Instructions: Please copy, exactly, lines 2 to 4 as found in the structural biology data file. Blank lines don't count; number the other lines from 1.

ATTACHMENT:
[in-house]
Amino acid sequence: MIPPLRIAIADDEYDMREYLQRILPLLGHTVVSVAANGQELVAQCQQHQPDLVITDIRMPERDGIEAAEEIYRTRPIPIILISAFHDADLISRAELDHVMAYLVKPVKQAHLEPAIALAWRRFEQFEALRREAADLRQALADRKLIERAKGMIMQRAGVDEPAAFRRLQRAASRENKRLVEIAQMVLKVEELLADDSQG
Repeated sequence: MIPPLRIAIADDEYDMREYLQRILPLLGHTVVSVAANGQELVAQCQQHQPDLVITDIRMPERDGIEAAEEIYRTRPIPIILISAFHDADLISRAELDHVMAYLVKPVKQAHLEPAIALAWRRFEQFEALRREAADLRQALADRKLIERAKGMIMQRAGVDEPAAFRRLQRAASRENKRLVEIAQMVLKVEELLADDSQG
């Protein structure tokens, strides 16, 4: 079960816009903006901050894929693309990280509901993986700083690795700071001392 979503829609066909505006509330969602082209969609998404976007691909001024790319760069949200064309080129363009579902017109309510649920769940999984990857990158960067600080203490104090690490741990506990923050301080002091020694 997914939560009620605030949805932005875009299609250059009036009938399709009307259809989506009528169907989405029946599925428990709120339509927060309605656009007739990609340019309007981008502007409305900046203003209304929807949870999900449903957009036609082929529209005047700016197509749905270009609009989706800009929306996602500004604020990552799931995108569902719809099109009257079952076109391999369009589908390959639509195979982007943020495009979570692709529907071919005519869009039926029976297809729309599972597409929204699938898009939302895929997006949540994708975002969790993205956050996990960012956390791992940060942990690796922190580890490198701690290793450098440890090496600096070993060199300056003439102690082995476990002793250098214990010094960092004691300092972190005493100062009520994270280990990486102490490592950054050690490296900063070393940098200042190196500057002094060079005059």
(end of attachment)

Amino acid sequence: MIPPLRIAIADDEYDMREYLQRILPLLGHTVVSVAANGQELVAQCQQHQPDLVITDIRMPERDGIEAAEEIYRTRPIPIILISAFHDADLISRAELDHVMAYLVKPVKQAHLEPAIALAWRRFEQFEALRREAADLRQALADRKLIERAKGMIMQRAGVDEPAAFRRLQRAASRENKRLVEIAQMVLKVEELLADDSQG
Repeated sequence: MIPPLRIAIADDEYDMREYLQRILPLLGHTVVSVAANGQELVAQCQQHQPDLVITDIRMPERDGIEAAEEIYRTRPIPIILISAFHDADLISRAELDHVMAYLVKPVKQAHLEPAIALAWRRFEQFEALRREAADLRQALADRKLIERAKGMIMQRAGVDEPAAFRRLQRAASRENKRLVEIAQMVLKVEELLADDSQG
């Protein structure tokens, strides 16, 4: 079960816009903006901050894929693309990280509901993986700083690795700071001392 979503829609066909505006509330969602082209969609998404976007691909001024790319760069949200064309080129363009579902017109309510649920769940999984990857990158960067600080203490104090690490741990506990923050301080002091020694 997914939560009620605030949805932005875009299609250059009036009938399709009307259809989506009528169907989405029946599925428990709120339509927060309605656009007739990609340019309007981008502007409305900046203003209304929807949870999900449903957009036609082929529209005047700016197509749905270009609009989706800009929306996602500004604020990552799931995108569902719809099109009257079952076109391999369009589908390959639509195979982007943020495009979570692709529907071919005519869009039926029976297809729309599972597409929204699938898009939302895929997006949540994708975002969790993205956050996990960012956390791992940060942990690796922190580890490198701690290793450098440890090496600096070993060199300056003439102690082995476990002793250098214990010094960092004691300092972190005493100062009520994270280990990486102490490592950054050690490296900063070393940098200042190196500057002094060079005059």